World Series time! Enjoy Premium-level access to most features through the end of the Series!
July 6, 2010
Under The Knife
The All-Star Effect
Starting in early June, it seems like nearly every injury story is going to have the phrase "the All-Star break" in it. A player is coming back just before it, while another player is expected back after it, and yet another is hoping to rest over the break in order to be ready for the second half. The problem is, it doesn't appear to work that way. The break is three and sometimes four days when a player doesn't have games. It's the only scheduled break like that during the long grind of the season, no doubt, but three days is seldom enough time to heal something minor, let alone be able to have some sort of medical breakthrough.
I spent several hours sifting through UTK columns and injury data over the last seven years, and while this is no scientific study, it appears that the break is nothing special. There's no increased rate of return; in fact, the opposite is true. The arbitrary break often leads teams to bring players back just after the break, artificially extending the days lost. This is just accounting and perception. It also happens at the start of months, returning to a homestand, and more noticeably at the beginning of series, though these obviously happen more often than the other events. The All-Star break is nothing more than an artificial construct that we can use to put things in relation to others.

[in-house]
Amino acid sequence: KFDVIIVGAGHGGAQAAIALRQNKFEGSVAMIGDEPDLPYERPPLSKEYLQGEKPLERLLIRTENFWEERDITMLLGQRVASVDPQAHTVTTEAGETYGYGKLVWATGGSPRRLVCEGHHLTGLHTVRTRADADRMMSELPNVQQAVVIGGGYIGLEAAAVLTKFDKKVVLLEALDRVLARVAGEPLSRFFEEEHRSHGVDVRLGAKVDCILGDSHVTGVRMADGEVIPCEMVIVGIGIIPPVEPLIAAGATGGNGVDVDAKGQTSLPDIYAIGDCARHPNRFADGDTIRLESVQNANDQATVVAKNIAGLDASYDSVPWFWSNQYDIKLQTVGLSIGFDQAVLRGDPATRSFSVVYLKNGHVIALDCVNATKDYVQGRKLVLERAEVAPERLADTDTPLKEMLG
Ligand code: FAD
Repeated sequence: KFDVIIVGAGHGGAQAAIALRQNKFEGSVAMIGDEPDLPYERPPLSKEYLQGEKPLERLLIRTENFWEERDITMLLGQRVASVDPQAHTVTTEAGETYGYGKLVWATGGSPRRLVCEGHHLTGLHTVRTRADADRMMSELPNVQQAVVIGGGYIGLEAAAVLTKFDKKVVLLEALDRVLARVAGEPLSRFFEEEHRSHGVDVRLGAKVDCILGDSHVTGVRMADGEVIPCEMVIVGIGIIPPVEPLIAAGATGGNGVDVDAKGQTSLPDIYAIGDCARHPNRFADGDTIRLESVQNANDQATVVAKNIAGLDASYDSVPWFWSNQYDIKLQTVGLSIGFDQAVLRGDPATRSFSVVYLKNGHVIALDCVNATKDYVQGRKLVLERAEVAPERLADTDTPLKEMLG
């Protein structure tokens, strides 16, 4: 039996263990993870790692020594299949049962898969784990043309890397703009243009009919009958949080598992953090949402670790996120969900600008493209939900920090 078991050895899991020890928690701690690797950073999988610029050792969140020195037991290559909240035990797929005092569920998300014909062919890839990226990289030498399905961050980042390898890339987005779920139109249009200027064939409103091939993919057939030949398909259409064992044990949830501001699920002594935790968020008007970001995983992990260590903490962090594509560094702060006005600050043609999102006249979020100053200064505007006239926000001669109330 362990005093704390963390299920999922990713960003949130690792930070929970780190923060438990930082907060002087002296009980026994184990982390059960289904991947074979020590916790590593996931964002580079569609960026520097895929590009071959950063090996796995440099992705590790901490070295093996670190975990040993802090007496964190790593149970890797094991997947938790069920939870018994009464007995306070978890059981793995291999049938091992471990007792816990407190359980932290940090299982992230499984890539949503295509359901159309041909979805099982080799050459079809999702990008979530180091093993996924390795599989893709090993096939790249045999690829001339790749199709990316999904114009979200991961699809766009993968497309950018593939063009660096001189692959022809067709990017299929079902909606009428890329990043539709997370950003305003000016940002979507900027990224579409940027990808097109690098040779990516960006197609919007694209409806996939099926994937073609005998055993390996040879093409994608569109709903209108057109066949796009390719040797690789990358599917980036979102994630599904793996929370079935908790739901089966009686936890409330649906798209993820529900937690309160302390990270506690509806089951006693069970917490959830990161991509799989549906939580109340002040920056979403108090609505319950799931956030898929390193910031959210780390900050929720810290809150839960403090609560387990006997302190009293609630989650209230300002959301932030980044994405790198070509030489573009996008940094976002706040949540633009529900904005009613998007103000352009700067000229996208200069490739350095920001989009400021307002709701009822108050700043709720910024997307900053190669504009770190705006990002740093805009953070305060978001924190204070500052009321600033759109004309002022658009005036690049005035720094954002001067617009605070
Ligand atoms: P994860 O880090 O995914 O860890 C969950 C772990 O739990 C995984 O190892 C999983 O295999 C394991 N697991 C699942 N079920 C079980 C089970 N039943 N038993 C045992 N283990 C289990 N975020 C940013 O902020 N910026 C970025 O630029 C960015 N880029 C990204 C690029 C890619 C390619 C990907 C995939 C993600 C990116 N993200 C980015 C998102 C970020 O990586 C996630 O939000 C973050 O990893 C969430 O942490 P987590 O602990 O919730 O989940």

As for the rest, it helps for some minor things, but the real value is mental. One MLB athletic trainer said that he often debates sending his guys home rather than continuing treatment. "I've seen those guys every single day since February in some cases," he told me. "I'm sick of them, they're sick of me, and we're both sick of the process. Unless it's something where a gap in treatment is a big issue, I'd rather they go home. I can tell them to ice or heat, but I think getting away, seeing the family—that's where the value is. Recharging, not healing."
The other side is for the All-Stars themselves. If most of baseball is getting a few days off, does it hurt players not to take that time off? Many players do, opting out of the event for various reasons. There are some players who have slower second halves, which some will point to and say "worn down." This has become very common for those participating in the home run derby, notably Josh Hamilton; some is simple regression to the mean, and some might have happened anyway. One thing that's notable in going through game logs is that the managers and teams don't seem to think three days off solve anything. Aside from injuries, none of the All-Stars in the last three seasons were given their own created break. A couple of teams seem to have made efforts to buy some rest, giving their All-Stars a game off before or after an off day, but not once that I can find (and I'll admit, there may be some I missed) did a team give an All-Star both the day before and after a scheduled off day off, absent an intervening event like an injury.